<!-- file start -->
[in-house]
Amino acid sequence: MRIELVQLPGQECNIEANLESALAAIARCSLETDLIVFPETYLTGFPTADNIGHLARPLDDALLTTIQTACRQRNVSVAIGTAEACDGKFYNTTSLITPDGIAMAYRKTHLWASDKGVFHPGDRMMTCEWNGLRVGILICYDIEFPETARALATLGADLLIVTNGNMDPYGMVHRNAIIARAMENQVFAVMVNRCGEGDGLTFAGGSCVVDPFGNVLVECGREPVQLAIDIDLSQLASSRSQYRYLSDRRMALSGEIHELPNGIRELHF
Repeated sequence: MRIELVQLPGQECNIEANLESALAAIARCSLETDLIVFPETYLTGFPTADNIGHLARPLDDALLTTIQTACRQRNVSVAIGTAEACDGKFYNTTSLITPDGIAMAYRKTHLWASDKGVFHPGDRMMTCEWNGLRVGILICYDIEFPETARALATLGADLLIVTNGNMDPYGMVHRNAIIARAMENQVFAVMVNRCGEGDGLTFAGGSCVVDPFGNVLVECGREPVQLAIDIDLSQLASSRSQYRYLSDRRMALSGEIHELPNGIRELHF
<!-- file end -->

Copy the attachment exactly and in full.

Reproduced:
[in-house]
Amino acid sequence: MRIELVQLPGQECNIEANLESALAAIARCSLETDLIVFPETYLTGFPTADNIGHLARPLDDALLTTIQTACRQRNVSVAIGTAEACDGKFYNTTSLITPDGIAMAYRKTHLWASDKGVFHPGDRMMTCEWNGLRVGILICYDIEFPETARALATLGADLLIVTNGNMDPYGMVHRNAIIARAMENQVFAVMVNRCGEGDGLTFAGGSCVVDPFGNVLVECGREPVQLAIDIDLSQLASSRSQYRYLSDRRMALSGEIHELPNGIRELHF
Repeated sequence: MRIELVQLPGQECNIEANLESALAAIARCSLETDLIVFPETYLTGFPTADNIGHLARPLDDALLTTIQTACRQRNVSVAIGTAEACDGKFYNTTSLITPDGIAMAYRKTHLWASDKGVFHPGDRMMTCEWNGLRVGILICYDIEFPETARALATLGADLLIVTNGNMDPYGMVHRNAIIARAMENQVFAVMVNRCGEGDGLTFAGGSCVVDPFGNVLVECGREPVQLAIDIDLSQLASSRSQYRYLSDRRMALSGEIHELPNGIRELHF